Finally you might want to make a rule about limiting smartphone use (not that they’ll work very well out on the trail). Make a pact to turn off your email and log out of your social media apps, so all you can do is take pictures and, in the event of an emergency, send out a text (which almost always works, even if you don’t have cell phone service).
Planning your trip
Having at least one experienced backpacker along for the trip will not only add peace of mind, but also reduce your learning curve when it comes to things like building a fire and other outdoor skills (though the tips in this article and reading a few backpacking books will go a long way too).
Where do I go?
The first step in planning any overnight backpacking adventure is picking where you want to go. Pick a trip that matches your skills and that you’ll find inspiring. Budget and time constraints should also be factored in. Try perusing outdoor magazines, check out some regional guidebooks from the library, and outdoorsy family and friends can all be helpful when choosing a trail that’s both appropriate and fun.
Depending on where you live, you’ll want to be thoughtful about what time of year you plan your trip (and let’s face it, most of us need to plan trips months in advance, just to work around everyone’s schedules). Though having the right gear means you can backpack just about anywhere at any time of year, you’ll enjoy your trip more if you pick peak seasons. Consider how crowded the trail will be, how bad the bugs will be (in Michigan’s upper peninsula planning a trip mid-May through mid-July means battling black flies) and of course the weather.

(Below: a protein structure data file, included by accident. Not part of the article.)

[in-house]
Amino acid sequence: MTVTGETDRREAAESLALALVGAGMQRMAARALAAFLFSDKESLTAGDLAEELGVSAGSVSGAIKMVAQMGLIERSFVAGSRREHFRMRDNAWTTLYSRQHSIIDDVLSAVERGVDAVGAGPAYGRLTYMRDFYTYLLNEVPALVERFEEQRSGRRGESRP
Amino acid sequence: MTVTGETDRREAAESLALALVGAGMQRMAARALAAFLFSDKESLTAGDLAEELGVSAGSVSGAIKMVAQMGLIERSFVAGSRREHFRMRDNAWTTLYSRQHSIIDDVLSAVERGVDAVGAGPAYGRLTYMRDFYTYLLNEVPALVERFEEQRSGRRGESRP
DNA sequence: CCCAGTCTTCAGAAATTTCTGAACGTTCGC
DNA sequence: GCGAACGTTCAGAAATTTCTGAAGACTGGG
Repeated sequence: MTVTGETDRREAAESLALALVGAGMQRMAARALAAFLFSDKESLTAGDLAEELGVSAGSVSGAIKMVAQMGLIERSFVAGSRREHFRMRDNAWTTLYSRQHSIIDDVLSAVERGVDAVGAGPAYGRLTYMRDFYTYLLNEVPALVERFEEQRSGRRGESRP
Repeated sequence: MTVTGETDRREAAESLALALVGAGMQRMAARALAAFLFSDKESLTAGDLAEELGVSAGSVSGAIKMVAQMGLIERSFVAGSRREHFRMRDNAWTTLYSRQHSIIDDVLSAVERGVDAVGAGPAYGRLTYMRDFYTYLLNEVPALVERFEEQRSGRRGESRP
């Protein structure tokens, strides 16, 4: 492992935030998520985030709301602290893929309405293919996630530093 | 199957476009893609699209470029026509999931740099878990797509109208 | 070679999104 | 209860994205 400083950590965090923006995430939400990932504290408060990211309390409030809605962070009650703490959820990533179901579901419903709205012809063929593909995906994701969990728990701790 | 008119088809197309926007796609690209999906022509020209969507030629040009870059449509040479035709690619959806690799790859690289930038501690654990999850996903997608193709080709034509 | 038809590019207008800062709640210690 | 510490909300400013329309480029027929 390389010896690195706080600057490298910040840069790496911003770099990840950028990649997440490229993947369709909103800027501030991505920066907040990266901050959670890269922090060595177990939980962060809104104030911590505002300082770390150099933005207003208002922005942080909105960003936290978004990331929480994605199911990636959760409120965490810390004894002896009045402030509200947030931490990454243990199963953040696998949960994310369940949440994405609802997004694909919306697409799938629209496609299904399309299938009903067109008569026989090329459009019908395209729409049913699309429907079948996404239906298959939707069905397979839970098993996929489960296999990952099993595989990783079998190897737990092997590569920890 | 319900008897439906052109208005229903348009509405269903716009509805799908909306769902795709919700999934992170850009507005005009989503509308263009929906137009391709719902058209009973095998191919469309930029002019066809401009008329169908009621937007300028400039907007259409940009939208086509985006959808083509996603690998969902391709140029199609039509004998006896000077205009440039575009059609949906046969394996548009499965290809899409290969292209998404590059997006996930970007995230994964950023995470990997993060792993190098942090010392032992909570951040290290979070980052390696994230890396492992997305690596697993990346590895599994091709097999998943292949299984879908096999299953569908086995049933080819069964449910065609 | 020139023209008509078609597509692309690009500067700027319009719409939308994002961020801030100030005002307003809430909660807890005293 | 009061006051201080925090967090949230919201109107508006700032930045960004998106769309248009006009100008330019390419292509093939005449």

Terrain & distance
A good rule of thumb for beginners is 3-10 miles a day — but 3 miles up rocky terrain is considerably harder than 5 miles on flat land. Will your route be a loop? Out to a scenic lake and back? If you need to shuttle a car, make sure you have that adequately planned. Also, be realistic about your goals. Men usually like to cover as much distance as possible, but you and your girlfriends would probably rather hike at a more leisurely pace.
Guidebooks, maps & permits
Research which guidebooks, maps and permits you’ll need for your trip. Backpacker magazine is a great place to start, as is Trails.com. Be sure to check local regulations before you go. Can you have campfires? Are bear proof canisters required? What permits do you need to hike there?
What do I bring?
Remember, you have to carry everything you need on your pack — now is not the time to pack three extra pairs of shoes (your hiking boots and a pair of cheap flip flops to wear around the campsite are about all you need). Of course, what you pack will depend a lot on where you’re going and what the weather will be like. But for most spring-summer-fall backpacking trips, here’s a good list of gear you should consider (all affiliate links, but gear I recommend nonetheless):